Today, the government published its ‘Unlocking Talent, Fulfilling Potential’ report, which echoes many of the points made by the National Association of Head Teachers in recent years, particularly the focus on early-years education.
The problem is, that despite the good and improving system that we know exists, and was noted by Amanda Spielman in her annual report just yesterday, we’ve struggled to narrow the gap between rich and poor students.
We just can’t let this happen any longer. That is why I believe that today’s announcement is a very welcome step in the right direction.
We also have a hard deadline to focus our minds on the problem: March 2019.
This is when the UK leaves the European Union, and regardless of the deal that gets done, young people will be faced with an uncertain future. We can’t solve social inequality by then, but we should at least be able to get a consensus amongst schools, employers, young people and the government that we are moving the right direction and at a greater pace than we’ve seen up to now.
Right from the outset, schools try to show children that their dreams can come true. But, for too many, life can get in the way. Whilst we make every effort to make the biggest positive impact for all the children in our care, equality is still pretty far out of reach for too many young people.
The issues that underpin inequality reach far beyond the school gates
As the NAHT has said many times, if we’re serious about solving the social mobility conundrum, we have to invest and prioritise education in the early years. This is where the most impact can be made. This is where the foundations for future success are laid. The focus on early years in today’s social mobility strategy from the DfE is a welcome acknowledgement that the profession knows what it is doing.
Schools are at the centre of the efforts that we make to narrow the gap. But they cannot do it alone. The issues that underpin inequality reach far beyond the school gates and exist throughout the communities that schools serve.
Cuts to local authority budgets have greatly reduced the sources of support for families on low incomes. Some of the areas where it is hardest to be socially mobile have suffered from decades of underinvestment and shrinking opportunities for well paid and highly skilled work. If we’re serious about improving equality in the UK we’ve got to look at all these factors.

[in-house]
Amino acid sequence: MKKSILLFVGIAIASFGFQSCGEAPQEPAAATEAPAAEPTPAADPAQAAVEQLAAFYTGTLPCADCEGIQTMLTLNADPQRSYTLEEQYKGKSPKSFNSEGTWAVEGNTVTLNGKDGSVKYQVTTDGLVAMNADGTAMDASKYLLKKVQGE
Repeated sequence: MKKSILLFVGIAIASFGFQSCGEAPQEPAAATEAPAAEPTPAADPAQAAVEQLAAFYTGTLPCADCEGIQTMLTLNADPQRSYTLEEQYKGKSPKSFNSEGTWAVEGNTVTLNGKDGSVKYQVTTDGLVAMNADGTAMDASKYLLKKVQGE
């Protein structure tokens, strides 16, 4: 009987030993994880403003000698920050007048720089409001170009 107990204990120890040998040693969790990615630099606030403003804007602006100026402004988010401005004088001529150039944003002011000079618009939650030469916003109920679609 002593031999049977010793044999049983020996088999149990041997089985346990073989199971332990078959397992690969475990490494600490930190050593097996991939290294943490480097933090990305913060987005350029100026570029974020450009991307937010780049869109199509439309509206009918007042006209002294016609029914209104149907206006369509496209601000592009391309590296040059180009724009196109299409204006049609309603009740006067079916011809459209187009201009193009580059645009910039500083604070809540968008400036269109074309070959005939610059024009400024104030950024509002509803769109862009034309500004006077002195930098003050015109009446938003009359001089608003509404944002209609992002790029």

A joined-up approach is what we’ve been calling for, and today’s strategy looks like a strong step in that direction.
School leaders at the coalface know all too well what the problems are and have the desire to make a difference. Primary and secondary schools in and around London have been able to improve outcomes for disadvantaged students that buck the national trend. Additional investment and focus on projects like the London Challenge appear to have had an impact. We should be looking for ways to spread this to areas of the country that still need support.
Schools try to show children that their dreams can come true. But, for too many, life can get in the way
As well as funding, another area of focus must be recruitment. Our Leaky Pipeline report, showed that the recruitment crisis continues unabated and that school leaders in areas with low social mobility have always struggled to attract teachers. Only a national strategy for teacher recruitment that recognises teachers as high-status professionals and guarantees enough teachers for every school will solve this problem. You can’t deny that a highly skilled and well motivated team of teachers is essential if you’re going to stand a realistic chance of improving equality for pupils.
I mentioned Brexit at the start of this piece. It seems that the domestic agenda has been pushed to the margins by the huge effort needed to exit the EU. But in this case, perhaps we can say that the deadline, at least, will drive things along more quickly where social mobility is concerned.
Our current education secretary speaks with an encouraging depth of understanding of the issues and a very open desire to put things right. While school leaders are all haunted by memories of children who they haven’t been able to reach, that desire and understanding has always been present in our schools.
Although we can’t do it alone, there’s still no one like a teacher to open up a young person’s eyes to the possibilities that life could hold, so long they’re able to make the leap.
We can end inequality once and for all. The clock is ticking.
Paul Whiteman is general secretary of the National Association of Head Teachers
Read more on the social mobility action plan